"Although alcohol-based formulas that comply with federal composition
standards generally are considered effective, alcohol-based antiseptic hand
wash preparations are flammable and do not demonstrate persistent
antimicrobial activity. Also, repeated use often can cause drying and
irritation of the skin.(8) Alcohol strips the skin of essential oils and
sebum, which act as a natural protective barrier against bacterial
infection and precipitate protein.(9) When applied to wounds or raw
surfaces, therefore, it not only increases the risk of injury, but also
forms a coagulum under which bacteria may subsequently thrive.(10) It is,
therefore, not useful for the disinfection of open lesions or abraded,
inflamed skin. Together, these and other adverse properties greatly limit
the alcohol-based antimicrobial product's immediate effectiveness and
increase the chances for the spread of infection.
"The most widely used hand sanitizers are gels and foams that rely on
alcohol as the main antimicrobial ingredient. Alcohol, however, solubilizes
and strips away sebum and lipids that guard against bacterial infections of
the skin.(3) Extensive use of alcohol-containing hand sanitizers actually
increases the skin's susceptibility to infection by transient
disease-causing bacteria. This situation can increase the chances of
spreading disease-causing microorganisms among patients."
The threat of spreading disease could be avoided by using alcohol-free hand
sanitizers that complement, rather than compromise, the natural barrier
functions of the skin. An acceptable alcohol-free formula would require an
antimicrobial agent that kills a wide variety of disease-causing
microorganisms, including gram-positive and gram-negative bacteria, fungus,
and molds. This formula also would need to allow the active ingredient to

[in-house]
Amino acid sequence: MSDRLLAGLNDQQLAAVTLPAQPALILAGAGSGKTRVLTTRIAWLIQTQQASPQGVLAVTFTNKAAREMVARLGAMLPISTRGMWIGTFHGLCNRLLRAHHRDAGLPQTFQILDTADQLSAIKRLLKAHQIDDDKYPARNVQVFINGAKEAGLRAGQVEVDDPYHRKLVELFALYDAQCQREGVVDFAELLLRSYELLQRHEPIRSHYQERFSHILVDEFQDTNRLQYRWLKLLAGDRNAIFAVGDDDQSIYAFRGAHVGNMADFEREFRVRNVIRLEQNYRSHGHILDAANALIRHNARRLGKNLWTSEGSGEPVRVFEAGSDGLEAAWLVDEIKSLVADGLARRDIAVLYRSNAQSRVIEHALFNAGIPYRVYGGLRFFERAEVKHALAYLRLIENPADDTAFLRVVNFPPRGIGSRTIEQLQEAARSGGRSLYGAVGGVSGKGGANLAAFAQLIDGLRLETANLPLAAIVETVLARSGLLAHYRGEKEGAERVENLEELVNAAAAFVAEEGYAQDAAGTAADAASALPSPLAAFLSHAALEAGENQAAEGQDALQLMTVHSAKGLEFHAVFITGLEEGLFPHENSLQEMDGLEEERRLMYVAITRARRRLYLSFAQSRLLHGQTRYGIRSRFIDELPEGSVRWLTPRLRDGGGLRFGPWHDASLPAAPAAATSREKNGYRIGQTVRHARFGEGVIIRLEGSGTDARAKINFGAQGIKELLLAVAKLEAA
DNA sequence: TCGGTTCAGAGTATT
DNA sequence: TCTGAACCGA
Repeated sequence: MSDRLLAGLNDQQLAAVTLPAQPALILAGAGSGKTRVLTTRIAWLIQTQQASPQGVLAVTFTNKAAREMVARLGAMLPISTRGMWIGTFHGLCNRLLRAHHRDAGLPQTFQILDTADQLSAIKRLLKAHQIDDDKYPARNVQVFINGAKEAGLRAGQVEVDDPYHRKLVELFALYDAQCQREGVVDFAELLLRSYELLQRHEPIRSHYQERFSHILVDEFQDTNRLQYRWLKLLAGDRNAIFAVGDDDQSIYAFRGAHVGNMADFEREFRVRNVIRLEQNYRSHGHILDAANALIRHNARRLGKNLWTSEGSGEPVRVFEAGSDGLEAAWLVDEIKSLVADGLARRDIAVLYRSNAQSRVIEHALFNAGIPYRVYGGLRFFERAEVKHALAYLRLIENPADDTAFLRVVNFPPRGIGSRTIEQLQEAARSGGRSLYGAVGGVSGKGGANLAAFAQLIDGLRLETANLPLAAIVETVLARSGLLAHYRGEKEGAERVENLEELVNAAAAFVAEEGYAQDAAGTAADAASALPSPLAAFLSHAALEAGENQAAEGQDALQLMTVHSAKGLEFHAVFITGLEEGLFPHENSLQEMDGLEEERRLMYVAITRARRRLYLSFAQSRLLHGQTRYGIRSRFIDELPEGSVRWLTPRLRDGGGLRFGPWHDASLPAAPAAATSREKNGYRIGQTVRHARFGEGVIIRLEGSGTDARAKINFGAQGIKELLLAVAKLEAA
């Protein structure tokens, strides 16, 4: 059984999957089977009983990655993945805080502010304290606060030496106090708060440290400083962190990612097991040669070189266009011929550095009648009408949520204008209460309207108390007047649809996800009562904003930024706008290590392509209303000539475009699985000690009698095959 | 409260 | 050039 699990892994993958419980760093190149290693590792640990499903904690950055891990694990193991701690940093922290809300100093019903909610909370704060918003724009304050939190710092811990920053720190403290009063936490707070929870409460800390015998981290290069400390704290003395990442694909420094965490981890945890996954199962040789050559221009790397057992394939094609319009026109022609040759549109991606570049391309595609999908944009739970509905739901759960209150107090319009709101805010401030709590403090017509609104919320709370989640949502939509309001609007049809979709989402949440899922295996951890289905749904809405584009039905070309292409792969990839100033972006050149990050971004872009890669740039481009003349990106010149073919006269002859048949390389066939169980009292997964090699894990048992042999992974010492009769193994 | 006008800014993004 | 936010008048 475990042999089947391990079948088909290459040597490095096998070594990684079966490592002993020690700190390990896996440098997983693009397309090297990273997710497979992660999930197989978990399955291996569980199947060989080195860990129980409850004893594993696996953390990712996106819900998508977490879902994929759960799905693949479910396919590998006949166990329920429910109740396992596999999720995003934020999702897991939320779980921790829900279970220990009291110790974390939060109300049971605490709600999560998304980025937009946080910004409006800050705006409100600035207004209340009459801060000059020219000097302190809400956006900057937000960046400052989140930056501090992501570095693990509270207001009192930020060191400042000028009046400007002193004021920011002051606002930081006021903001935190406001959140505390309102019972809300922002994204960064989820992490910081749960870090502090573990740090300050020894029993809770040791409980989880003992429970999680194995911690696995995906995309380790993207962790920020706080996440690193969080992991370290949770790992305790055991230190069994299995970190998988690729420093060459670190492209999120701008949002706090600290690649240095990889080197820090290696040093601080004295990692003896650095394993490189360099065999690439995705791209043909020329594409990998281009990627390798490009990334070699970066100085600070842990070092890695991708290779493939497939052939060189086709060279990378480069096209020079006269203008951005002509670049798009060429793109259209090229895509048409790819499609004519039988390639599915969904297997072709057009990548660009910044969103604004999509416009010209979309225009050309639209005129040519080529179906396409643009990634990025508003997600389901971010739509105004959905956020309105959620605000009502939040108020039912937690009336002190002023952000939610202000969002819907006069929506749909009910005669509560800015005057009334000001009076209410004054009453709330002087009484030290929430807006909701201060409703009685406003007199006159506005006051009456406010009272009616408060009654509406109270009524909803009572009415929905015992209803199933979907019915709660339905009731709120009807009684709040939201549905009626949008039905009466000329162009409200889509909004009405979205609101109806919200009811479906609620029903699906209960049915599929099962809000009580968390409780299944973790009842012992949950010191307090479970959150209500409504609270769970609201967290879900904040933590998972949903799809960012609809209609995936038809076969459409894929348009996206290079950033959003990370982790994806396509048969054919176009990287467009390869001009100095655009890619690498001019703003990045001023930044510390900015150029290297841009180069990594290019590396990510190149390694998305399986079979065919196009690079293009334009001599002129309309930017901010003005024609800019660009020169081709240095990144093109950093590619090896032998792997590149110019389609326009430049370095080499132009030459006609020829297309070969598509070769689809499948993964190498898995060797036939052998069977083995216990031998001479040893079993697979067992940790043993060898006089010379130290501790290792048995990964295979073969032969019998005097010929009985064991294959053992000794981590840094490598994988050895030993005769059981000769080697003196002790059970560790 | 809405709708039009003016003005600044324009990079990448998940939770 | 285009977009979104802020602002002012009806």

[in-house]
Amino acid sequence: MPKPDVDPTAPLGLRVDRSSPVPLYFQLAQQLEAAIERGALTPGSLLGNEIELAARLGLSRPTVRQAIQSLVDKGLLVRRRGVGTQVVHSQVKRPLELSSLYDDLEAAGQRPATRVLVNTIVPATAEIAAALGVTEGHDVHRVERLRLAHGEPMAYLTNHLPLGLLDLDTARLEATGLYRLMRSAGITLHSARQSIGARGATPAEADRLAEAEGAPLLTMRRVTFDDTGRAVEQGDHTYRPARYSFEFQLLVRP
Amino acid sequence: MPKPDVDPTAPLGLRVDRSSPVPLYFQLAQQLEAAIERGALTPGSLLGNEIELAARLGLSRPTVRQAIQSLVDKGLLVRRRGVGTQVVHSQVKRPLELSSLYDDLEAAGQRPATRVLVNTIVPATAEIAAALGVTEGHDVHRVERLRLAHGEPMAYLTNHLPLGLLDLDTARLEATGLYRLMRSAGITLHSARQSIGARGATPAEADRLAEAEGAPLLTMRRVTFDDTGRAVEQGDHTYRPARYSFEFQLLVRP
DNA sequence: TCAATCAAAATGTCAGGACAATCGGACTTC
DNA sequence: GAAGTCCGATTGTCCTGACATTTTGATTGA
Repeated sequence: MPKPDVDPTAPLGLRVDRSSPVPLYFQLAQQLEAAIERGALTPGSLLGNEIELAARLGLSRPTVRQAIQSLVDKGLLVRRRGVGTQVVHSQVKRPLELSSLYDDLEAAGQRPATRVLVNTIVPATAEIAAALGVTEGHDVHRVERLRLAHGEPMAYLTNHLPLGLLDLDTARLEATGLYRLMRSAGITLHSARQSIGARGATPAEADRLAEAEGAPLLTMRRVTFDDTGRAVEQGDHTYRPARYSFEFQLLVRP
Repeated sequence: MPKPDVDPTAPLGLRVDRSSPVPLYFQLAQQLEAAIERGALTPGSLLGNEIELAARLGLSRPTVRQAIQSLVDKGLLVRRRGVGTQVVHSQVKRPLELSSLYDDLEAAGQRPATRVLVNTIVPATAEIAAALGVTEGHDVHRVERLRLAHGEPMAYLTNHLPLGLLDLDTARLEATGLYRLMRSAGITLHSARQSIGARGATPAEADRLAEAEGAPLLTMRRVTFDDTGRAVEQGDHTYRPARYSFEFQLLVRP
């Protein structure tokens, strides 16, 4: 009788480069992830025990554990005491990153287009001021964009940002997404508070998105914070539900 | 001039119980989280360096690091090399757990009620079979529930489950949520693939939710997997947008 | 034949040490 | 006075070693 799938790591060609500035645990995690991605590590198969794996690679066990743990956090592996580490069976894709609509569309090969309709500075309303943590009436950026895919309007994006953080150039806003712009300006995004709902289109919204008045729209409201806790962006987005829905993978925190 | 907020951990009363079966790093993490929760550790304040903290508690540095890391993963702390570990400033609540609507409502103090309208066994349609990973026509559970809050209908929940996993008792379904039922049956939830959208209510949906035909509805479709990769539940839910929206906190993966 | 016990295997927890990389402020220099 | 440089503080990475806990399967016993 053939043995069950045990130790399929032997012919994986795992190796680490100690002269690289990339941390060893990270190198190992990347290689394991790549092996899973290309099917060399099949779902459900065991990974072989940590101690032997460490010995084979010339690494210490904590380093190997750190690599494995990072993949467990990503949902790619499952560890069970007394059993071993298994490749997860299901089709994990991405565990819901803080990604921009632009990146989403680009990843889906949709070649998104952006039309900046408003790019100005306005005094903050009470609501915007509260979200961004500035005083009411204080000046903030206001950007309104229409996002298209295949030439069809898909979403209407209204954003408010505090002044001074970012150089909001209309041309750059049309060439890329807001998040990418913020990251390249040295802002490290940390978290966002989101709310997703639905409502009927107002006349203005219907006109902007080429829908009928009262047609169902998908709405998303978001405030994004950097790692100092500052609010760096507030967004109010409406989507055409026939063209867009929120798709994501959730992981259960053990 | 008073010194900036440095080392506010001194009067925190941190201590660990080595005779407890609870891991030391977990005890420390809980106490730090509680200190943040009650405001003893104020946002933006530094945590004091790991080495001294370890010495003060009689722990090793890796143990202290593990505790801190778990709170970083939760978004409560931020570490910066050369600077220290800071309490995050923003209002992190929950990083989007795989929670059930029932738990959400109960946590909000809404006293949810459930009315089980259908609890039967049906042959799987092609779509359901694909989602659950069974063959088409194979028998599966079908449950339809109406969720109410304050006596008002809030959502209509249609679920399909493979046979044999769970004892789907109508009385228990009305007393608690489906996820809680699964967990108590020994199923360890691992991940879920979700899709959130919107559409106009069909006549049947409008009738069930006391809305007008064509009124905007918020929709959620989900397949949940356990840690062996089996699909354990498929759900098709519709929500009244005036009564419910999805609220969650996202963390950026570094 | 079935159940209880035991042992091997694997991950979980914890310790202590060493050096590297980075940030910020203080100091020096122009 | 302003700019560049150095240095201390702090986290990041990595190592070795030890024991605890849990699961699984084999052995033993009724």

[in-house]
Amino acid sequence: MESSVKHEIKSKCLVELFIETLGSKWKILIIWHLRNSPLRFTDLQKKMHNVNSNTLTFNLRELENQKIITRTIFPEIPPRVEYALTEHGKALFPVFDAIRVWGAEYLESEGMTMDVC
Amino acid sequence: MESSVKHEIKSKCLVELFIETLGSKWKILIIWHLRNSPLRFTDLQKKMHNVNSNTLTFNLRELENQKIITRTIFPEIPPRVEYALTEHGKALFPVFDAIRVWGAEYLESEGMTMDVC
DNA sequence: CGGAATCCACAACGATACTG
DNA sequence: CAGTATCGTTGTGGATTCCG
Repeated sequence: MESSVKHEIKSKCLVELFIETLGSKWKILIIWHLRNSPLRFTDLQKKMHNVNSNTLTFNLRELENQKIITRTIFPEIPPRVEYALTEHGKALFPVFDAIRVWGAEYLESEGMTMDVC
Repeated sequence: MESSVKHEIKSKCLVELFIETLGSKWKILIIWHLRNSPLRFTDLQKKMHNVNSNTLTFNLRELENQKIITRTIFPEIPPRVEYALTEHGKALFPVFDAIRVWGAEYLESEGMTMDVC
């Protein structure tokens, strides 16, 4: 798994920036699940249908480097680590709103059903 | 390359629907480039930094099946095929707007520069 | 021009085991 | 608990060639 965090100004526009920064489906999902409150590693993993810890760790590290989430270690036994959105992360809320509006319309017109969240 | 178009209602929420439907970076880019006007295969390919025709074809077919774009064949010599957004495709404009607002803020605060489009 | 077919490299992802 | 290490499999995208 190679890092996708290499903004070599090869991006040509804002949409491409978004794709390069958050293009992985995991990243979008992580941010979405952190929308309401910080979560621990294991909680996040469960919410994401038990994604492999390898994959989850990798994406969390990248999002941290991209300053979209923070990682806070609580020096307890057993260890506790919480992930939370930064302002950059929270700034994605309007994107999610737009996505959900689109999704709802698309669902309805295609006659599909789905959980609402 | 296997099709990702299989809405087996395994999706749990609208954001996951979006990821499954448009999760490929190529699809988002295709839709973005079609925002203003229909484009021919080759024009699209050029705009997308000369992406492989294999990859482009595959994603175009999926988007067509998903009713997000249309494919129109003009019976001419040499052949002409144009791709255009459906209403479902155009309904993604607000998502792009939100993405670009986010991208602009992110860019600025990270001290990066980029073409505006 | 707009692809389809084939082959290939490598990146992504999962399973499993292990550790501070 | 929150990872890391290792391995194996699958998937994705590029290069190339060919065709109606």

penetrate the skin while minimizing skin irritation."
"repeated use of the alcohol-based sanitizers produced a decrease in
antimicrobial effectiveness over time and was accompanied by swelling,
erythema, and discomfort of the palmar surface of subjects' hands.
Importantly, by the completion of both the rinsing and non rinsing
protocols, antimicrobial persistence of the SAB formula was so pronounced
that its performance exceeded federal requirements for antiseptic hand
washes by at least 50%. The tested alcohol-based hand sanitizers, however,
failed to meet this federal standard in both the rinse and non rinse
"A unique balance of penetration and non irritation is attained when BAC is
combined with surfactants and allantoin. This type of alcohol-free
sanitizer formula is absorbed rapidly into the skin with little impact on
the skin's natural barrier function and is predicted to be more useful and
effective as a rinse-free hand sanitizer than alcohol-containing formulas."
This year, I think I'll bring an alcohol-free formula (perhaps a 2% tea tree oil concoction; Zim's Hand Sanitizer - which, at least according to this article, seems like the best bet; or an herbal hand sanitizer)...and I figured I'd throw out the suggestion to all of you.
Besides, I've always had a gut reaction against hand sanitizers (or anything that claims to kill that many germs, or generally being germ phobic), but on the playa, sanitation options become scarce, since water is limited. And hey, those portapotties are gross.